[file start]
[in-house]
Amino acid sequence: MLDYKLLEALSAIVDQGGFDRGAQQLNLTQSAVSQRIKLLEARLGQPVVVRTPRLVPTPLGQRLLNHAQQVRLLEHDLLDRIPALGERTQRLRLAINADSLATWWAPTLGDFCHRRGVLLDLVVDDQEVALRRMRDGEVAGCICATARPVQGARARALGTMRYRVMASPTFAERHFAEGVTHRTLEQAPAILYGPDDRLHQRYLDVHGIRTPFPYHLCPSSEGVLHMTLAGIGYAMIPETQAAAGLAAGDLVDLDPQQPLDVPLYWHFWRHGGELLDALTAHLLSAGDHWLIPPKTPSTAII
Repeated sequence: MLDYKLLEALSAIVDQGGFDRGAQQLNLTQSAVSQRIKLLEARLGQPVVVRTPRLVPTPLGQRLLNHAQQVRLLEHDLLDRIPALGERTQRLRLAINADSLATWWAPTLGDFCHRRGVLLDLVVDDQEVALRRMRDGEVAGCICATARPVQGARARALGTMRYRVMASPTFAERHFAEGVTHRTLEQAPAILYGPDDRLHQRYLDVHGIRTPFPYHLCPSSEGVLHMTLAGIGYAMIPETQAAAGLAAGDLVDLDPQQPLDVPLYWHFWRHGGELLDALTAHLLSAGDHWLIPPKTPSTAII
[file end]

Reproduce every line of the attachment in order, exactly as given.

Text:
[in-house]
Amino acid sequence: MLDYKLLEALSAIVDQGGFDRGAQQLNLTQSAVSQRIKLLEARLGQPVVVRTPRLVPTPLGQRLLNHAQQVRLLEHDLLDRIPALGERTQRLRLAINADSLATWWAPTLGDFCHRRGVLLDLVVDDQEVALRRMRDGEVAGCICATARPVQGARARALGTMRYRVMASPTFAERHFAEGVTHRTLEQAPAILYGPDDRLHQRYLDVHGIRTPFPYHLCPSSEGVLHMTLAGIGYAMIPETQAAAGLAAGDLVDLDPQQPLDVPLYWHFWRHGGELLDALTAHLLSAGDHWLIPPKTPSTAII
Repeated sequence: MLDYKLLEALSAIVDQGGFDRGAQQLNLTQSAVSQRIKLLEARLGQPVVVRTPRLVPTPLGQRLLNHAQQVRLLEHDLLDRIPALGERTQRLRLAINADSLATWWAPTLGDFCHRRGVLLDLVVDDQEVALRRMRDGEVAGCICATARPVQGARARALGTMRYRVMASPTFAERHFAEGVTHRTLEQAPAILYGPDDRLHQRYLDVHGIRTPFPYHLCPSSEGVLHMTLAGIGYAMIPETQAAAGLAAGDLVDLDPQQPLDVPLYWHFWRHGGELLDALTAHLLSAGDHWLIPPKTPSTAII